4. Made a searching and fearless moral inventory of ourselves.

I don’t know how well James Dolan knows himself, but we know him. As far as we can tell, he wants three things, not necessarily in order:

  • To be the most famous person in New York.
  • To make more money than has previously been printed in all of history combined.
  • To bring an NBA championship back to New York.

That’s it. That’s his litany of goals. Yet for some reason, he keeps getting in his own way. In order to remove himself from the equation and allow the Knicks to attain their former glory, he’s going to need to sit down and figure out what it is in his moral makeup which prevents him from taking a back seat. If it’s the thought that someone else might get all the accolades, he has to trust that if the Knicks win a championship, he’s going to get his due — especially when it comes as a result of doing a complete 180 as an owner.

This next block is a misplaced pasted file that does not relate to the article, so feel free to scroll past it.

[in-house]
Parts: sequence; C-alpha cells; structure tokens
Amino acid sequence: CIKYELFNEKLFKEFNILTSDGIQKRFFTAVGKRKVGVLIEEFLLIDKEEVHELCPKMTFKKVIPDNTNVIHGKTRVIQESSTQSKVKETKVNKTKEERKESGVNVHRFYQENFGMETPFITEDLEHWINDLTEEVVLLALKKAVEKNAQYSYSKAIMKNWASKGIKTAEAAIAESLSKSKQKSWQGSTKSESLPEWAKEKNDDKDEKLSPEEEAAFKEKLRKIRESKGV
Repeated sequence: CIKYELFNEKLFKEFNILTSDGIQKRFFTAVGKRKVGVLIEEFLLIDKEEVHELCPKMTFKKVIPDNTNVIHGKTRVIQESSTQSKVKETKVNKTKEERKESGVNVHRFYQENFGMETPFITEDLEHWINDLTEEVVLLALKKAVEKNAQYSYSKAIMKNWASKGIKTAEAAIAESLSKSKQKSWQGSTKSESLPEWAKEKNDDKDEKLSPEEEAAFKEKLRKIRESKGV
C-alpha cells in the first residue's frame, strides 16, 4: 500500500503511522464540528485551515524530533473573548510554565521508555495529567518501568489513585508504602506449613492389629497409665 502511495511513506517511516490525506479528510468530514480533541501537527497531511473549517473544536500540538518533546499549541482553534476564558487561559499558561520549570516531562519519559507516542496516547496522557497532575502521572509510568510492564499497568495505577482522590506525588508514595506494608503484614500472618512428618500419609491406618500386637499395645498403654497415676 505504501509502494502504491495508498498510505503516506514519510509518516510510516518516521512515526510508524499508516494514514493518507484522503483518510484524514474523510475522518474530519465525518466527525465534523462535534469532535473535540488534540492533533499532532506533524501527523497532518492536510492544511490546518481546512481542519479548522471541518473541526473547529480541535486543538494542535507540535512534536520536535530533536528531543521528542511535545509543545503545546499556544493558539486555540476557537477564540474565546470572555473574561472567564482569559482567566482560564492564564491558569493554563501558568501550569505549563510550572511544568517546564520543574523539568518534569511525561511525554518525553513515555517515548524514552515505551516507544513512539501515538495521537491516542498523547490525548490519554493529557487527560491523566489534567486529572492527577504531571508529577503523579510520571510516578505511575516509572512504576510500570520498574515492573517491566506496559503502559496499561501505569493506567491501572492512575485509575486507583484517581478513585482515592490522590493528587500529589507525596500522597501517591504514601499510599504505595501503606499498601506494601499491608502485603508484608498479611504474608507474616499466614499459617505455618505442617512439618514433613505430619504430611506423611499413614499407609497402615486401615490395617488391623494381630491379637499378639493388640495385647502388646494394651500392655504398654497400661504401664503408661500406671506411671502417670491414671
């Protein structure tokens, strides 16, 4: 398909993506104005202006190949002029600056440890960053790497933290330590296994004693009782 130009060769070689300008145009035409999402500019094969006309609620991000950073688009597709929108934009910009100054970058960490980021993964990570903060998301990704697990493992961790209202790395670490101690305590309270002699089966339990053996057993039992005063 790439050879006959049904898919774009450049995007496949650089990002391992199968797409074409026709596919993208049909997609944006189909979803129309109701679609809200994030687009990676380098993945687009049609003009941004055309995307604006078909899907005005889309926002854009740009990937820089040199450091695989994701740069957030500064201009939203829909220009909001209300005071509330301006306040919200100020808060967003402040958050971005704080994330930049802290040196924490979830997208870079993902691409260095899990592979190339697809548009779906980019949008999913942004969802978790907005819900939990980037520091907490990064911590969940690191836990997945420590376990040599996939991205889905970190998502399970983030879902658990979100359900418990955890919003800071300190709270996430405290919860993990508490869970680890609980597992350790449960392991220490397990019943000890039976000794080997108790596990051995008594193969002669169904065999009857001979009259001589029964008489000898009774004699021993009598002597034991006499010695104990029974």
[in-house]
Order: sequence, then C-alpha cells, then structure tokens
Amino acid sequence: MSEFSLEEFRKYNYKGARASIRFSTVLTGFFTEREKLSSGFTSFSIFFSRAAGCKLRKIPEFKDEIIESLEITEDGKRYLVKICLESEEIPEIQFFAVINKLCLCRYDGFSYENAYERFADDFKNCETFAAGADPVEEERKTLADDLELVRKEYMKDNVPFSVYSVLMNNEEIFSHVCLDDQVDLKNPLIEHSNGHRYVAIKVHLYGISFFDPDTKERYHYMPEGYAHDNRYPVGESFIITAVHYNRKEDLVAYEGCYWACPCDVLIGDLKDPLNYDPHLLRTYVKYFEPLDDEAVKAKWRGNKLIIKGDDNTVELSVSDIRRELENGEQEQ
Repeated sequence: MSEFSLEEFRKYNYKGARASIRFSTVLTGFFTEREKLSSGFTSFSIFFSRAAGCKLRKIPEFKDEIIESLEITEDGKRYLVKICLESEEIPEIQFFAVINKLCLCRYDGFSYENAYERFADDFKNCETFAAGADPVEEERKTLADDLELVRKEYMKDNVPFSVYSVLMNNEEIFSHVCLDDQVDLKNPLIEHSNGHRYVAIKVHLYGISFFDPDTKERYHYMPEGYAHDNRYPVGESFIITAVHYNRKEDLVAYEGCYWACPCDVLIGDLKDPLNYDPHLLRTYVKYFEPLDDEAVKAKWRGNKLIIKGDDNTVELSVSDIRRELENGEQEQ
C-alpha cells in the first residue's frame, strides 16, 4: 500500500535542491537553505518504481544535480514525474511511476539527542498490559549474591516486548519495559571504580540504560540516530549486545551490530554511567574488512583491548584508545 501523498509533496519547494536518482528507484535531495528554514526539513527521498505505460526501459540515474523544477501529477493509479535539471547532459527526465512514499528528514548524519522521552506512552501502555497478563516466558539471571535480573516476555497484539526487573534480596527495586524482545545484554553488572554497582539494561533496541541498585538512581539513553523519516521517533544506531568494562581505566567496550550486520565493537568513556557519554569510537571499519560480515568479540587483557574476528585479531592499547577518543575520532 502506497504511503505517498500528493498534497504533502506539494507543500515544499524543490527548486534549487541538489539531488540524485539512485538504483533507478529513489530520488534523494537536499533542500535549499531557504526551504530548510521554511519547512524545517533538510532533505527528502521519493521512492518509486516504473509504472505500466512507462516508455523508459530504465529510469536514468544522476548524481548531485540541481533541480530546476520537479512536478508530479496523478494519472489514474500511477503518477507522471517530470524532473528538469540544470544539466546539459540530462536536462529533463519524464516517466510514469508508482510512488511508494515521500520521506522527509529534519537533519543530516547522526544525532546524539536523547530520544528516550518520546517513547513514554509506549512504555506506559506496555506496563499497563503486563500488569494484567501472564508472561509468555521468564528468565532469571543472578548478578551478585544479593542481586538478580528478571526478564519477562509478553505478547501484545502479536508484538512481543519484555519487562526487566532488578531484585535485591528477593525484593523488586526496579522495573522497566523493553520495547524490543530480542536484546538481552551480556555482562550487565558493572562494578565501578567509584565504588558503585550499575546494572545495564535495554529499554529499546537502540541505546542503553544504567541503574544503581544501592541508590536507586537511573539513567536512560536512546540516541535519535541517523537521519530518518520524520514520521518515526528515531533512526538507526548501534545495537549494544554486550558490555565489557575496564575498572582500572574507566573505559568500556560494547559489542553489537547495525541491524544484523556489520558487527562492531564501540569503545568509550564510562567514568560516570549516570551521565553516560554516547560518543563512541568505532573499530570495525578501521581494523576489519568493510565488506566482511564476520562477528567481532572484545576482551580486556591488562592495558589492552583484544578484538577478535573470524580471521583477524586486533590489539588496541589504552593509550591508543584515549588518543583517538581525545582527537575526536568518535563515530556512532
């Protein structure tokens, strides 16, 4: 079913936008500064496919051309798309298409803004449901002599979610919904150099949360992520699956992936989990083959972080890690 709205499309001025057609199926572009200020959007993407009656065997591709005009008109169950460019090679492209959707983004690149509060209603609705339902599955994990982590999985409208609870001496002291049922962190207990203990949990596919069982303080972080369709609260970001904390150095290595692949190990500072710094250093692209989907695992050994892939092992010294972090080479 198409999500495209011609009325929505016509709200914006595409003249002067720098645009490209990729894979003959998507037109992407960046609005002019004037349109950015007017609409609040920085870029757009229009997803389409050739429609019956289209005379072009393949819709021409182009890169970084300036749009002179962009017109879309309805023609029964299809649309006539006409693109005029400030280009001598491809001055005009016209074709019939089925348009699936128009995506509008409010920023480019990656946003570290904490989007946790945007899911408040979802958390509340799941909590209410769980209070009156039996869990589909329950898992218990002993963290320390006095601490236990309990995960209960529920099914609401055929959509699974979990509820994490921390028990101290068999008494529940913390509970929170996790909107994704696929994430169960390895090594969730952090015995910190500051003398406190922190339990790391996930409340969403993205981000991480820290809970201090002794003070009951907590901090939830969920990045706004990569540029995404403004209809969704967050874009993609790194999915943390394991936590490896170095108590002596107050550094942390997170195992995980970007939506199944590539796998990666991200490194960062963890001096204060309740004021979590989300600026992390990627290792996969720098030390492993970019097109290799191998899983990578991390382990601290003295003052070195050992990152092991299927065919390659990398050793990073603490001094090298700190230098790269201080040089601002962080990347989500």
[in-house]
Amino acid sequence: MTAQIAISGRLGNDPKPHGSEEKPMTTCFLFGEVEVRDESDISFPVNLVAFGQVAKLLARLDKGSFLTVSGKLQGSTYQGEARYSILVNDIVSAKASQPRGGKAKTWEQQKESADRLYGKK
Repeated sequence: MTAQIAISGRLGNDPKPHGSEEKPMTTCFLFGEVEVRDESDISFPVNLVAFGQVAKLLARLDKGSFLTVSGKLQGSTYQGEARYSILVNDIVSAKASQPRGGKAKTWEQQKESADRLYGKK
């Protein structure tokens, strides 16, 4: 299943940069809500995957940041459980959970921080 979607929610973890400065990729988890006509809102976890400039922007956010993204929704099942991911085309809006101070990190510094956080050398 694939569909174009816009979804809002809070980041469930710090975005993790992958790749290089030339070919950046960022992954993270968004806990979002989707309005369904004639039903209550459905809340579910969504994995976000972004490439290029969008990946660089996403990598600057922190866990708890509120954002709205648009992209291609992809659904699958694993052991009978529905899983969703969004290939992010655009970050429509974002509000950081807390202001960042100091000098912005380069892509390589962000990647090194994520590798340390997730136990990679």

But until he figures out just what makes him tick, the Knicks are never going to get there. Without Step 4, this plan is a non-starter.

5. Admitted to our higher power, to ourselves, and to another human being the exact nature of our wrongs.

Let’s face it, Mr. Dolan — nobody’s perfect. And that’s okay! We all make mistakes. But the biggest thing you could do to win back the fanbase is to admit that you’ve royally screwed up in your tenure as Knicks owner. Simply saying a couple little words (“I’m sorry”) could begin the healing process on 15 years of pain and suffering. It would show that you understand that things need to change and that you’re willing to truly hand over the reins to someone better suited to running a basketball organization. And if you truly mean it — which, after taking your complete moral inventory, you should — then you’ll be able to suppress your urges to stick your nose into your general manager’s business when things don’t go exactly as you hoped.

Building a true title contender is a long process, but admitting the mistakes of the regime to this point would be a good first step toward that goal.